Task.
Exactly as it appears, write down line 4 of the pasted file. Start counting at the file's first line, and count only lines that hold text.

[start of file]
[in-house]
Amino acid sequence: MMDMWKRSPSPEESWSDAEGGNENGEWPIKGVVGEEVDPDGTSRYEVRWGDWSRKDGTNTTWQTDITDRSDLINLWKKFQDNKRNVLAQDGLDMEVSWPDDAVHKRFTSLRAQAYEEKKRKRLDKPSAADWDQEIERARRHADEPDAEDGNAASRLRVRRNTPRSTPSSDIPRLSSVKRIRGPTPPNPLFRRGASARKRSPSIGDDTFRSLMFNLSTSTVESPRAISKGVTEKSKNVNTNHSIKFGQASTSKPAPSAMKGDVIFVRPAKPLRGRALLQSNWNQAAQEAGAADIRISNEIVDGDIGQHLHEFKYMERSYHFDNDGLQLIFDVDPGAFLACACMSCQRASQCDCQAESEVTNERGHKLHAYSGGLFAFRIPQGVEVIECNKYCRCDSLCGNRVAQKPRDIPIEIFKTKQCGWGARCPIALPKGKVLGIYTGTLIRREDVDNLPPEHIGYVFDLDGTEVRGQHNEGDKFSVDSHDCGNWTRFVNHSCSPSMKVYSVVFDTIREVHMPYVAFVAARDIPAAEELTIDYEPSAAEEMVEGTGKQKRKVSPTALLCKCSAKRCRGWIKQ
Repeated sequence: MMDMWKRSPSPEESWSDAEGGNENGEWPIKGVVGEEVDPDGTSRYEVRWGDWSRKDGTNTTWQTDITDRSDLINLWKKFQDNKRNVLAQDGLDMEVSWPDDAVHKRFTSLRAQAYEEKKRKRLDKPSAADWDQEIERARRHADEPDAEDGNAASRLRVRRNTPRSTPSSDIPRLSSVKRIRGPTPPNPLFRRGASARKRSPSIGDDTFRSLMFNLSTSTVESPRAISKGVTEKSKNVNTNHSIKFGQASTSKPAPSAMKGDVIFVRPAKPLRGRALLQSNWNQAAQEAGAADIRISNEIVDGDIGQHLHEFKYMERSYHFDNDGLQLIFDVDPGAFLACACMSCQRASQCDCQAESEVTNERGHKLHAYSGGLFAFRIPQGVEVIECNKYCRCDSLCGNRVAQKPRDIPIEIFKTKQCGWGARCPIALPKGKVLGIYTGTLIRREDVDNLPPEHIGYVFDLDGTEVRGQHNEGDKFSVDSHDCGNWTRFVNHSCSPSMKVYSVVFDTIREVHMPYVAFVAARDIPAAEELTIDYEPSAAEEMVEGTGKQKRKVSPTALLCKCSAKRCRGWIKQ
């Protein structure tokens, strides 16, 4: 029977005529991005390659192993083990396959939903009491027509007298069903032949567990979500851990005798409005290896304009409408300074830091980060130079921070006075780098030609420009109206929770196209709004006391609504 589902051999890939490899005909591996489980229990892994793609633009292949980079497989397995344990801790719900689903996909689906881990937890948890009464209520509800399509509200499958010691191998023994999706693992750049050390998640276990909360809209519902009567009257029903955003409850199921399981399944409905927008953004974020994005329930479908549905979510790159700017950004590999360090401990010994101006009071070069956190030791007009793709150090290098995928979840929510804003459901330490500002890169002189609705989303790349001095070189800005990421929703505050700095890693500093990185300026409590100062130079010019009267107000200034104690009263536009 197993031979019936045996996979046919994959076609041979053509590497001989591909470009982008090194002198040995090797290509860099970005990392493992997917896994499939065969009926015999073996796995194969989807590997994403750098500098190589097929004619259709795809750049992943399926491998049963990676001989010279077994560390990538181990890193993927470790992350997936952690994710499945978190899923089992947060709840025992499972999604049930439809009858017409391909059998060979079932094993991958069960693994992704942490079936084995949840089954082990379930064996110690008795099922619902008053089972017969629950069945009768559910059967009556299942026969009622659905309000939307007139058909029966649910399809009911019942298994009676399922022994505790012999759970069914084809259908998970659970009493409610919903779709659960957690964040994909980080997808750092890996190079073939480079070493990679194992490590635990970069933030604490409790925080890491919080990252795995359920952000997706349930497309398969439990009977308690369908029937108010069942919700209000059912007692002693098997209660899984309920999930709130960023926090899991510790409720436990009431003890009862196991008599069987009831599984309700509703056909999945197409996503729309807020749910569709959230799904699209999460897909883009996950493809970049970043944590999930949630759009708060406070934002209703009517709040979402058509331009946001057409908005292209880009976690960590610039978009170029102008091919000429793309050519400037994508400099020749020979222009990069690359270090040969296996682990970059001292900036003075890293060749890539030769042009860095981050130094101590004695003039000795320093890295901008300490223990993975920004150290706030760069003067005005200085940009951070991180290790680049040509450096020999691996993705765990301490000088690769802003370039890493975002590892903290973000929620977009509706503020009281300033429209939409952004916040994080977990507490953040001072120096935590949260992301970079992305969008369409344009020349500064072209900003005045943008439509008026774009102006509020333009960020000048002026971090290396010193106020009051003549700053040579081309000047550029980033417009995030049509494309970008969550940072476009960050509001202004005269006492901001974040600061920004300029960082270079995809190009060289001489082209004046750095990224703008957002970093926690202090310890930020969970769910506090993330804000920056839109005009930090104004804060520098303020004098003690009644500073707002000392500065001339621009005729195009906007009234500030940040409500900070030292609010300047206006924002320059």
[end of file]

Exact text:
């Protein structure tokens, strides 16, 4: 029977005529991005390659192993083990396959939903009491027509007298069903032949567990979500851990005798409005290896304009409408300074830091980060130079921070006075780098030609420009109206929770196209709004006391609504 589902051999890939490899005909591996489980229990892994793609633009292949980079497989397995344990801790719900689903996909689906881990937890948890009464209520509800399509509200499958010691191998023994999706693992750049050390998640276990909360809209519902009567009257029903955003409850199921399981399944409905927008953004974020994005329930479908549905979510790159700017950004590999360090401990010994101006009071070069956190030791007009793709150090290098995928979840929510804003459901330490500002890169002189609705989303790349001095070189800005990421929703505050700095890693500093990185300026409590100062130079010019009267107000200034104690009263536009 197993031979019936045996996979046919994959076609041979053509590497001989591909470009982008090194002198040995090797290509860099970005990392493992997917896994499939065969009926015999073996796995194969989807590997994403750098500098190589097929004619259709795809750049992943399926491998049963990676001989010279077994560390990538181990890193993927470790992350997936952690994710499945978190899923089992947060709840025992499972999604049930439809009858017409391909059998060979079932094993991958069960693994992704942490079936084995949840089954082990379930064996110690008795099922619902008053089972017969629950069945009768559910059967009556299942026969009622659905309000939307007139058909029966649910399809009911019942298994009676399922022994505790012999759970069914084809259908998970659970009493409610919903779709659960957690964040994909980080997808750092890996190079073939480079070493990679194992490590635990970069933030604490409790925080890491919080990252795995359920952000997706349930497309398969439990009977308690369908029937108010069942919700209000059912007692002693098997209660899984309920999930709130960023926090899991510790409720436990009431003890009862196991008599069987009831599984309700509703056909999945197409996503729309807020749910569709959230799904699209999460897909883009996950493809970049970043944590999930949630759009708060406070934002209703009517709040979402058509331009946001057409908005292209880009976690960590610039978009170029102008091919000429793309050519400037994508400099020749020979222009990069690359270090040969296996682990970059001292900036003075890293060749890539030769042009860095981050130094101590004695003039000795320093890295901008300490223990993975920004150290706030760069003067005005200085940009951070991180290790680049040509450096020999691996993705765990301490000088690769802003370039890493975002590892903290973000929620977009509706503020009281300033429209939409952004916040994080977990507490953040001072120096935590949260992301970079992305969008369409344009020349500064072209900003005045943008439509008026774009102006509020333009960020000048002026971090290396010193106020009051003549700053040579081309000047550029980033417009995030049509494309970008969550940072476009960050509001202004005269006492901001974040600061920004300029960082270079995809190009060289001489082209004046750095990224703008957002970093926690202090310890930020969970769910506090993330804000920056839109005009930090104004804060520098303020004098003690009644500073707002000392500065001339621009005729195009906007009234500030940040409500900070030292609010300047206006924002320059």